Layers of Development

As our life conditions change, we’re called to change our thinking and behaviour in order to cope. Every time we go through major change (also known as transformational change), we add a new layer of development that brings a different view of the world, with different values and new motivations.

By studying the different worldviews evident at various times throughout human history, it’s possible to map them as progressive layers of the journey of human evolution. What’s fascinating is that every individual grows through the very same layers during his or her lifetime. The sequence of layers represents a fractal pattern of change that applies to individuals, social groups and to the whole of our species. A map of the layers (derived from the work of Dr Clare W. Graves) is shown below.

As we progress from layer to layer, the themes alternate between an individual and a collective focus. Although not shown in this diagram, the layers are actually nested inside each other. This means that each new layer is added over the previous layers, similar to the layers of flesh on an onion. Each layer adds new capacities, while the earlier layers remain present and accessible. For example, when we reach layer 5 we have five possible worldviews or ways of operating in our repertoire and as the demands of life change we can spiral up and down between these five layers, as needed. This is usually an unconscious and extremely dynamic process, which explains why an individual can behave very differently under different life conditions. The complexity of our life conditions (indicated by the central grey line) determines which layer is most active at any given moment.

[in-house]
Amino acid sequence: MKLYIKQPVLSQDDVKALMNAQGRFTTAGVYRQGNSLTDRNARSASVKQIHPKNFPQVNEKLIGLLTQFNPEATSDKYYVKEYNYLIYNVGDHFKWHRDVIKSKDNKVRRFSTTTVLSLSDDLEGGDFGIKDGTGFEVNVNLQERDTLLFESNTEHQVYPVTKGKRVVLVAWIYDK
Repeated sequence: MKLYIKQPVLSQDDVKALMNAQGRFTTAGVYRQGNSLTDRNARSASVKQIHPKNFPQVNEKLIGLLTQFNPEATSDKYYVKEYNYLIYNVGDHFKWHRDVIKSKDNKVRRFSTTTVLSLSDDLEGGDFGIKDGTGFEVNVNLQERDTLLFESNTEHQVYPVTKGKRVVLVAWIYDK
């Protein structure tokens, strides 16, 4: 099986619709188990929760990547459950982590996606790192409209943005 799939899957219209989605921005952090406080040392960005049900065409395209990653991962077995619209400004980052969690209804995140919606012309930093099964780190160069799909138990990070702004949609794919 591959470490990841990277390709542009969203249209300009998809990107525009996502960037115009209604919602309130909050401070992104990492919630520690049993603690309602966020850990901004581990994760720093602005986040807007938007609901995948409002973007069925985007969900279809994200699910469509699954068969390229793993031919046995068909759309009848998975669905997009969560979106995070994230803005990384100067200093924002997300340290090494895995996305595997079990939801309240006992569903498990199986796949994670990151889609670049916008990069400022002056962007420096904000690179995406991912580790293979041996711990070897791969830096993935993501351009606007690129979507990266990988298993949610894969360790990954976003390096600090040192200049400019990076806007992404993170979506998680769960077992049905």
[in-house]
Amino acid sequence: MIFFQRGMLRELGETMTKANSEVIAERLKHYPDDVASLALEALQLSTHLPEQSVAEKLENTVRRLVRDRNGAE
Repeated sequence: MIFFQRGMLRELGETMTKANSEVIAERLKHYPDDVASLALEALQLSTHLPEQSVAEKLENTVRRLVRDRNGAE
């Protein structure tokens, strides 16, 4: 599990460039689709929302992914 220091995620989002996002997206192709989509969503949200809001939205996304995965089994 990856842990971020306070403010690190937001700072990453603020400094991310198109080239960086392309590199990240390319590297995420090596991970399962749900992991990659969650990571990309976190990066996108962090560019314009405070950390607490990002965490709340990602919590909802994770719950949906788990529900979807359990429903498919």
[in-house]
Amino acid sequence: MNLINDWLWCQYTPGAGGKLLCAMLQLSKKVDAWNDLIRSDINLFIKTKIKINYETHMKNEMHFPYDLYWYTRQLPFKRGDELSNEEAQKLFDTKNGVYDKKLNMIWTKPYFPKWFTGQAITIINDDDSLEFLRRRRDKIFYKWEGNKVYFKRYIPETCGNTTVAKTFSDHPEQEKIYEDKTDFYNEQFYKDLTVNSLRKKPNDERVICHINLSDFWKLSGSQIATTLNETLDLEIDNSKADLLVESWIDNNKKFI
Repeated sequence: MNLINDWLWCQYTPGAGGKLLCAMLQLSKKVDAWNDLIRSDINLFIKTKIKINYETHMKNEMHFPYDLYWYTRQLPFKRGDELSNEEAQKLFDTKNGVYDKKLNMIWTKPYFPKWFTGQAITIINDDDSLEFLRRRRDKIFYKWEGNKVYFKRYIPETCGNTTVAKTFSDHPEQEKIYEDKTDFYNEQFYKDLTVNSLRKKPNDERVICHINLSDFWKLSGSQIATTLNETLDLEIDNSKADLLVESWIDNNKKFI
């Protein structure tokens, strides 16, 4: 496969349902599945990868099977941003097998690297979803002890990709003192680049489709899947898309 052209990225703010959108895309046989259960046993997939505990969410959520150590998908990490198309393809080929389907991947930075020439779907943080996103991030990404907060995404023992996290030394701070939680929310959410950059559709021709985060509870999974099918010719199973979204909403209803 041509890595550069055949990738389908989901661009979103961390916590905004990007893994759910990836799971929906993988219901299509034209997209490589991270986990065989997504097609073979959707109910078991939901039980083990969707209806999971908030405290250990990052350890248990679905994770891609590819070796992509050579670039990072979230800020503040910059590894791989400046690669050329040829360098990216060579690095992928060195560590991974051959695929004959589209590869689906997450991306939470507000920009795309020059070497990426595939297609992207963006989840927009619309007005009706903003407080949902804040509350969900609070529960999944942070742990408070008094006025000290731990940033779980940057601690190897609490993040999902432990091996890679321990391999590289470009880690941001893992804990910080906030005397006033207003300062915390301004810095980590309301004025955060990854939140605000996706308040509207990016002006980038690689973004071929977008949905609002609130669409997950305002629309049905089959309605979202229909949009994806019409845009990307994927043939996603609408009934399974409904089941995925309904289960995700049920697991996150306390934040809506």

When we encounter problems that are more complex than we can cope with, we experience the change dynamic, which may over time cause us to develop to the next higher layer on our personal journey. Usually the most recently developed layer is our dominant one and it’s generally accepted that most people will operate across about three layers, moving between them as life conditions demand.

This pattern of increasing layers of complexity isn’t limited to our consciousness, it can be found elsewhere in nature. Click here to see an example.

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